Homily for 11th Sunday in Ordinary time year C 2013
One of the strong messages in our gospel today is the beauty of realizing how much we are loved by God despite our being a sinner. When we realized how much we are loved by God things slowly change in us. We would have a new perspective on things. We would have a new attitude towards one another. Our relationships flourish. We just keep on doing good, and aiming for the best. However, being loved by God doesn’t guarantee us that we may never fall again, but it assures us that God would always help us get up from falling.
One way to realize how much God loves us is to know and accept our being a sinner. Simon the Pharisee has some problem with this. He couldn’t take this, because he thought he’s so good enough that he could easily distinguish ‘sinners’ from saints. He thought he is better than the others. Our gospel tells us a glimpse of this kind of person by telling us what Simon was thinking about Jesus and the woman who gate-crushed on his party. “If this man were a prophet, he would know who this woman is that is touching him and what a bad name she has.” Unfortunately, with this kind of attitude, it takes a lot of hard work to realize how God loves us in an unconditional way. Because with this comes the tendency to compare, to judge, to put ourselves over and above others. With this it is hard if not impossible to accept our being a sinner. However, to accept our being a sinner does not mean living comfortably with sin or in sin, rather it means continually asking God’s forgiveness and healing. If we take it as living comfortably with sin, then it is a problem. “The problem is not that we are sinners” says Pope Francis, “the problem is not repenting of sin, not being ashamed of what we have done. That’s the problem.”
Another way to realize the love of God for us is to appreciate the gifts we have received even us without asking. Sometimes, we may complain to God for not listening to our prayers. But have we ever tried counting the blessings, the graces that we have received everyday even if we didn’t ask for it. For me, a whole lifetime wouldn’t be enough to count all the blessings I have received from God so far. Though it is a valid human reaction to say that our efforts went to nothing, our prayers were not answered and that our sacrifices didn’t mean a thing for us but we have to know that God couldn’t let our effort pass without doing anything about it. To illustrate this I would tell you a true story. A man married to a Filipina shared with me his experience when he first went to visit the village in the Philippines where his wife comes from. One day he said, he went to see a running race organized by the locals. He had fun cheering the competitors as each of them got to the finish line. But this man felt sorry to the last kid who got to the finish line. He wouldn’t get any of the prizes of course. We could easily imagine him being ‘booed’ upon for taking it so long. So this man gave a personal prize money to the kid, acknowledging his effort to join the race and for continuing to run to the finish line even if all others have already finished. And the interesting thing about it too was that the money he gave to this kid was even worth more than what the champion got. All because a foreigner who witnessed the event, looked at and had appreciated the effort shown by this poor kid just to get to the finish line.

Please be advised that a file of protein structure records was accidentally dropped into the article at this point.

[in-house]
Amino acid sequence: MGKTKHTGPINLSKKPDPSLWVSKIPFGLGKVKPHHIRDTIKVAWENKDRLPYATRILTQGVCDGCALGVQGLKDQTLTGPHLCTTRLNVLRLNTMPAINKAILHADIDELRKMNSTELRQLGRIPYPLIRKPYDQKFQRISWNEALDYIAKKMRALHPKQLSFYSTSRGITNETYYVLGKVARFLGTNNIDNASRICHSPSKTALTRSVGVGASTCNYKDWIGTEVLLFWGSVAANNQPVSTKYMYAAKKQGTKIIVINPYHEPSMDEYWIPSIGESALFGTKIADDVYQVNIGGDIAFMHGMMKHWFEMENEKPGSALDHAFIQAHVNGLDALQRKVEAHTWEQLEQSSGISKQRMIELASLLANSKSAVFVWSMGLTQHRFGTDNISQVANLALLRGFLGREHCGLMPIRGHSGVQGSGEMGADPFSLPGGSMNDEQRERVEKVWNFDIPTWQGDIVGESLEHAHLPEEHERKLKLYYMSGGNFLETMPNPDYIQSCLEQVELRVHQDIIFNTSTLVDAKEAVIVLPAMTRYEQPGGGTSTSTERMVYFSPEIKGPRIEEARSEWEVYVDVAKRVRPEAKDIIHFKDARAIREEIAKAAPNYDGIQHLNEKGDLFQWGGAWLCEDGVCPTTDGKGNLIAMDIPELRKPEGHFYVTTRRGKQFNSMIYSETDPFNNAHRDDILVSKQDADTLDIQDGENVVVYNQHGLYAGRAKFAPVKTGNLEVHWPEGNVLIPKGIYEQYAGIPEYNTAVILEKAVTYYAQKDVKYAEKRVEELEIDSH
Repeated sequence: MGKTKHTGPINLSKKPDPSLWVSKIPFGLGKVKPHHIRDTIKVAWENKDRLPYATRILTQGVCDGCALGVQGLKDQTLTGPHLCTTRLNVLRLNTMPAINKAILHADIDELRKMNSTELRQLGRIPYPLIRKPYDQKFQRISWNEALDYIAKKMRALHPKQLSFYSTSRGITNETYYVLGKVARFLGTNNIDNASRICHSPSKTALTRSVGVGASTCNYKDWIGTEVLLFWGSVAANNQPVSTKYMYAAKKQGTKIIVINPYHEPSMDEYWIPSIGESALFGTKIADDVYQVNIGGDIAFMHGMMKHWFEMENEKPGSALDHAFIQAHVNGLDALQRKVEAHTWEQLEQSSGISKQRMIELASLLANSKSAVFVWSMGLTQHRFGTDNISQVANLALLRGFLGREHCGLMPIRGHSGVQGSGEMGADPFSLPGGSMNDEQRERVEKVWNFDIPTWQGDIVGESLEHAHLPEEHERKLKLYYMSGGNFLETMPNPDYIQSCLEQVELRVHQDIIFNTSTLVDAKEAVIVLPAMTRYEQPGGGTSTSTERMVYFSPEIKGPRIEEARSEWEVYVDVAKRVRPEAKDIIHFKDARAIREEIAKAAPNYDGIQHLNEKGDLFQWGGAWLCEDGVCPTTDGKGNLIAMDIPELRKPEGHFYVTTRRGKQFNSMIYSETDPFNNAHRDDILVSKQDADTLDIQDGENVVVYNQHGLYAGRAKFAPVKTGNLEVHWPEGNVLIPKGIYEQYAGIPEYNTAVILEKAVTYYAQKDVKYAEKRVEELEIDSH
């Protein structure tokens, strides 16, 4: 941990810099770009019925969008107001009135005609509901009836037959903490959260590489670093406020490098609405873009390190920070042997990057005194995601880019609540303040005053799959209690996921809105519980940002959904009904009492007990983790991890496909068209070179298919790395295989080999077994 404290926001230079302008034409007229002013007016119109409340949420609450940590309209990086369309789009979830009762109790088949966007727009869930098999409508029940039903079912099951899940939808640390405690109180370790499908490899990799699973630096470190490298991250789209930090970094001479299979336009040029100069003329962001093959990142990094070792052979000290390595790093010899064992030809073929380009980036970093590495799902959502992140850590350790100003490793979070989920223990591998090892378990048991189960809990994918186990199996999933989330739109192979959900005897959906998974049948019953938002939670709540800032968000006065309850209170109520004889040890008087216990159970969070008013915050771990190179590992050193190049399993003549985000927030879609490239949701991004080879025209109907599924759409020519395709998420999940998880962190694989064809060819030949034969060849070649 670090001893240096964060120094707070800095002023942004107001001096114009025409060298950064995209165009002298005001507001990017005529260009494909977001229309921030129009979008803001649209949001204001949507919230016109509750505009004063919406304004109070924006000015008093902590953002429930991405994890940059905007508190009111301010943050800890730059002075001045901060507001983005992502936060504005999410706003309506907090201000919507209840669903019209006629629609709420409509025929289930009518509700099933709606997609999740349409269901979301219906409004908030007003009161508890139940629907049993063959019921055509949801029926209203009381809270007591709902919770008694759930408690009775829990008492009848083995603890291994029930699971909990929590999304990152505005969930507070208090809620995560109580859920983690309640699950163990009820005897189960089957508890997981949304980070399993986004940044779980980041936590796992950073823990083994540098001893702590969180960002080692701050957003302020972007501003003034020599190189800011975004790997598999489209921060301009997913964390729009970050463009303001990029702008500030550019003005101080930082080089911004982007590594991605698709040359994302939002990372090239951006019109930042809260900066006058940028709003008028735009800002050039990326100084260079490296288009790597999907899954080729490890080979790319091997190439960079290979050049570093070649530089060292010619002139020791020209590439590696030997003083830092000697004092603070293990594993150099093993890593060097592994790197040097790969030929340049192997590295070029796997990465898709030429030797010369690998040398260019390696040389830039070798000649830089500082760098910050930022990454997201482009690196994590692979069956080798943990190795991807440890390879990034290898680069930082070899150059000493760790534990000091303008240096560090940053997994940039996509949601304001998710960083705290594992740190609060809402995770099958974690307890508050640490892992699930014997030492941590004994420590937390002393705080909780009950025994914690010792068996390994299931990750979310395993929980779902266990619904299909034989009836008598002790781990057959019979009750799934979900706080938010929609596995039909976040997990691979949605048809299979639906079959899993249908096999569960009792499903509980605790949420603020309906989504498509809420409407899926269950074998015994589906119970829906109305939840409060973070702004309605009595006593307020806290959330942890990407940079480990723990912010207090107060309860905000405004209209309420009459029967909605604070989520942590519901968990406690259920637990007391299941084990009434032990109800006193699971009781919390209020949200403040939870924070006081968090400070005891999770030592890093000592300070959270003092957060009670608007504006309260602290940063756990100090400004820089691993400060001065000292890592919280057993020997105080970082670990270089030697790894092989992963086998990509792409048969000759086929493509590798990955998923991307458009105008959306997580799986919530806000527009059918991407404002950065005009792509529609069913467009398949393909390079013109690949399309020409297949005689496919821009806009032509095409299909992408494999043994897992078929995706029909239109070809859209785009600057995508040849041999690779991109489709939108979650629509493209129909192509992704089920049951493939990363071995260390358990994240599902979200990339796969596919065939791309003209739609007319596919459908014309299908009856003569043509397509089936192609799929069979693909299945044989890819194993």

The other way to realize God’s great love for us is to keep up in our following of Jesus and be empowered by his message. The woman went to Jesus to thank him of the graces she received- the grace of forgiveness for her many sins. And in the latter part of the gospel we heard of the few men and women who now started to follow Jesus wherever he went. This is what the Church is on about. This means that we go proclaiming Christ to others through our lives. True, there are always people who would discourage us from doing so. It is because for some Jesus Christ does not only comfort the afflicted, he also afflicts the comfortable. But as St Paul would encourage us in our second reading today, because of our faith in Christ we have the right and the mission to proclaim his name to the world. By virtue of our being baptised in Christ, we are now living in Christ and thus Christ lives in us. This awareness is so engrained in St Paul that he said: ‘It is no longer I who live, but it is Christ who lives in me,’ [Gal 2:20.]
So as we continue our Eucharistic celebration today, let us thank God for three things: the gift of the Sacrament of Reconciliation, the opportunity he has given us to live our lives to its fullness, and for giving us all the graces that we need to live.
Let us always remember, God does not just look at us, he looks at us with such a loving gaze.